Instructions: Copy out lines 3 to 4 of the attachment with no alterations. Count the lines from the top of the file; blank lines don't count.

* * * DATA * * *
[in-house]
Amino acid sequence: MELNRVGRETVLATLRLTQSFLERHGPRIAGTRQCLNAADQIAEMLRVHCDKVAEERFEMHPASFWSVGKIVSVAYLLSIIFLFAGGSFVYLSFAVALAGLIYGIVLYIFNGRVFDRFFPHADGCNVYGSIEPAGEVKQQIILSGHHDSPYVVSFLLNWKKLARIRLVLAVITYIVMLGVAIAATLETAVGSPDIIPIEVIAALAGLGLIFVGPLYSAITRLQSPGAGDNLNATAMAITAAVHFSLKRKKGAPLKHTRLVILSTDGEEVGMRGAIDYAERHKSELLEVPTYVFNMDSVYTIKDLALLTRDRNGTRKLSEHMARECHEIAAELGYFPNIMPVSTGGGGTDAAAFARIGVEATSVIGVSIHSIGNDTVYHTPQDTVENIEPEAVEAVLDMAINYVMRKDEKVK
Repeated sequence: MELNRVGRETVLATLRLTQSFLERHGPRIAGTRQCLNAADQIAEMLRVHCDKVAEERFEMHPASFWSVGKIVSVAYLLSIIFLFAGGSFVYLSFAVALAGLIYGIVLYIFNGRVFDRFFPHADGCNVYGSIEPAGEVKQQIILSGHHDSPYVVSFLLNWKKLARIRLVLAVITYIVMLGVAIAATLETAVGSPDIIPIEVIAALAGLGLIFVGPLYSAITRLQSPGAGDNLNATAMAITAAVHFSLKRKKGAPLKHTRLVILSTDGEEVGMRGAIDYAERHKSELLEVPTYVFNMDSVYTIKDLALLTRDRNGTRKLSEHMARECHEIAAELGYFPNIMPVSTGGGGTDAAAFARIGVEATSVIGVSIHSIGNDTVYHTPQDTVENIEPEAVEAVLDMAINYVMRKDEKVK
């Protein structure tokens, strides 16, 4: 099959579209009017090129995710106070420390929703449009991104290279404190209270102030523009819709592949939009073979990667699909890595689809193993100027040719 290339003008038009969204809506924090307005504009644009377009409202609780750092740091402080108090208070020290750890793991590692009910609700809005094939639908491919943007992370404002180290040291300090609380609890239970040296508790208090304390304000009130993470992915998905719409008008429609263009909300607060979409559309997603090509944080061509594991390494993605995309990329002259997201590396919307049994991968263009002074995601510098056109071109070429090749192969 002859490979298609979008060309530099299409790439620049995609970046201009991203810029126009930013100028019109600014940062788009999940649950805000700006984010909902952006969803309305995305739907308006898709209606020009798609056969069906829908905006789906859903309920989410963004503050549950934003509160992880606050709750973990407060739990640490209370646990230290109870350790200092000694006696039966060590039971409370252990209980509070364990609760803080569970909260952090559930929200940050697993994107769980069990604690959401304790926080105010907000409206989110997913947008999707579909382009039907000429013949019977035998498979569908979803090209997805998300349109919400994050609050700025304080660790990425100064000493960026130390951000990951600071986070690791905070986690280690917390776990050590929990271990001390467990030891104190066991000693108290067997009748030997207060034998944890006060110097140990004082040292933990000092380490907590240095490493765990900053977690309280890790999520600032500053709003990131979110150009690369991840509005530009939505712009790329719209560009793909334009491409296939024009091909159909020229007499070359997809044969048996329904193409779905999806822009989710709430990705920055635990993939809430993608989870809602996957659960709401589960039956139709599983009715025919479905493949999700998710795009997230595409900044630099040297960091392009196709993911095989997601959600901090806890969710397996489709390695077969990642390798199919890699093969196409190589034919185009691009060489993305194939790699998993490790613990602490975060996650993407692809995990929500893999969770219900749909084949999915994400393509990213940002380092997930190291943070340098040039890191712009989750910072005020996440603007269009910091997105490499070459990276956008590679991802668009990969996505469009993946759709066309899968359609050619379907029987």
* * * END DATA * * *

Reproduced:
Repeated sequence: MELNRVGRETVLATLRLTQSFLERHGPRIAGTRQCLNAADQIAEMLRVHCDKVAEERFEMHPASFWSVGKIVSVAYLLSIIFLFAGGSFVYLSFAVALAGLIYGIVLYIFNGRVFDRFFPHADGCNVYGSIEPAGEVKQQIILSGHHDSPYVVSFLLNWKKLARIRLVLAVITYIVMLGVAIAATLETAVGSPDIIPIEVIAALAGLGLIFVGPLYSAITRLQSPGAGDNLNATAMAITAAVHFSLKRKKGAPLKHTRLVILSTDGEEVGMRGAIDYAERHKSELLEVPTYVFNMDSVYTIKDLALLTRDRNGTRKLSEHMARECHEIAAELGYFPNIMPVSTGGGGTDAAAFARIGVEATSVIGVSIHSIGNDTVYHTPQDTVENIEPEAVEAVLDMAINYVMRKDEKVK
């Protein structure tokens, strides 16, 4: 099959579209009017090129995710106070420390929703449009991104290279404190209270102030523009819709592949939009073979990667699909890595689809193993100027040719 290339003008038009969204809506924090307005504009644009377009409202609780750092740091402080108090208070020290750890793991590692009910609700809005094939639908491919943007992370404002180290040291300090609380609890239970040296508790208090304390304000009130993470992915998905719409008008429609263009909300607060979409559309997603090509944080061509594991390494993605995309990329002259997201590396919307049994991968263009002074995601510098056109071109070429090749192969 002859490979298609979008060309530099299409790439620049995609970046201009991203810029126009930013100028019109600014940062788009999940649950805000700006984010909902952006969803309305995305739907308006898709209606020009798609056969069906829908905006789906859903309920989410963004503050549950934003509160992880606050709750973990407060739990640490209370646990230290109870350790200092000694006696039966060590039971409370252990209980509070364990609760803080569970909260952090559930929200940050697993994107769980069990604690959401304790926080105010907000409206989110997913947008999707579909382009039907000429013949019977035998498979569908979803090209997805998300349109919400994050609050700025304080660790990425100064000493960026130390951000990951600071986070690791905070986690280690917390776990050590929990271990001390467990030891104190066991000693108290067997009748030997207060034998944890006060110097140990004082040292933990000092380490907590240095490493765990900053977690309280890790999520600032500053709003990131979110150009690369991840509005530009939505712009790329719209560009793909334009491409296939024009091909159909020229007499070359997809044969048996329904193409779905999806822009989710709430990705920055635990993939809430993608989870809602996957659960709401589960039956139709599983009715025919479905493949999700998710795009997230595409900044630099040297960091392009196709993911095989997601959600901090806890969710397996489709390695077969990642390798199919890699093969196409190589034919185009691009060489993305194939790699998993490790613990602490975060996650993407692809995990929500893999969770219900749909084949999915994400393509990213940002380092997930190291943070340098040039890191712009989750910072005020996440603007269009910091997105490499070459990276956008590679991802668009990969996505469009993946759709066309899968359609050619379907029987």